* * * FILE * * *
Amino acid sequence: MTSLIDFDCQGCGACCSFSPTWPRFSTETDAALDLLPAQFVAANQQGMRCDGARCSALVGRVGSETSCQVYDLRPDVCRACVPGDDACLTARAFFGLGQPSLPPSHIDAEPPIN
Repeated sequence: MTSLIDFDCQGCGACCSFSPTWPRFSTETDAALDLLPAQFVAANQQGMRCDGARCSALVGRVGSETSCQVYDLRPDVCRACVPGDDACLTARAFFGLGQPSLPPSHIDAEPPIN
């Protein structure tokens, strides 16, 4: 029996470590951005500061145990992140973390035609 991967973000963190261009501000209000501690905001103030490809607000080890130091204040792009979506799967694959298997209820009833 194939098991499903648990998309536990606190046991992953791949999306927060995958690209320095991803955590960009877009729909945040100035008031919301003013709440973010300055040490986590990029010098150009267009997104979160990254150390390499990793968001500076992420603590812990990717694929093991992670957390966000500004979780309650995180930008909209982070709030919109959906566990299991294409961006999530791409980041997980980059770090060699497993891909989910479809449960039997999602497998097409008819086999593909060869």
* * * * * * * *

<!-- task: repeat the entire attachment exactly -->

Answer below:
Amino acid sequence: MTSLIDFDCQGCGACCSFSPTWPRFSTETDAALDLLPAQFVAANQQGMRCDGARCSALVGRVGSETSCQVYDLRPDVCRACVPGDDACLTARAFFGLGQPSLPPSHIDAEPPIN
Repeated sequence: MTSLIDFDCQGCGACCSFSPTWPRFSTETDAALDLLPAQFVAANQQGMRCDGARCSALVGRVGSETSCQVYDLRPDVCRACVPGDDACLTARAFFGLGQPSLPPSHIDAEPPIN
């Protein structure tokens, strides 16, 4: 029996470590951005500061145990992140973390035609 991967973000963190261009501000209000501690905001103030490809607000080890130091204040792009979506799967694959298997209820009833 194939098991499903648990998309536990606190046991992953791949999306927060995958690209320095991803955590960009877009729909945040100035008031919301003013709440973010300055040490986590990029010098150009267009997104979160990254150390390499990793968001500076992420603590812990990717694929093991992670957390966000500004979780309650995180930008909209982070709030919109959906566990299991294409961006999530791409980041997980980059770090060699497993891909989910479809449960039997999602497998097409008819086999593909060869």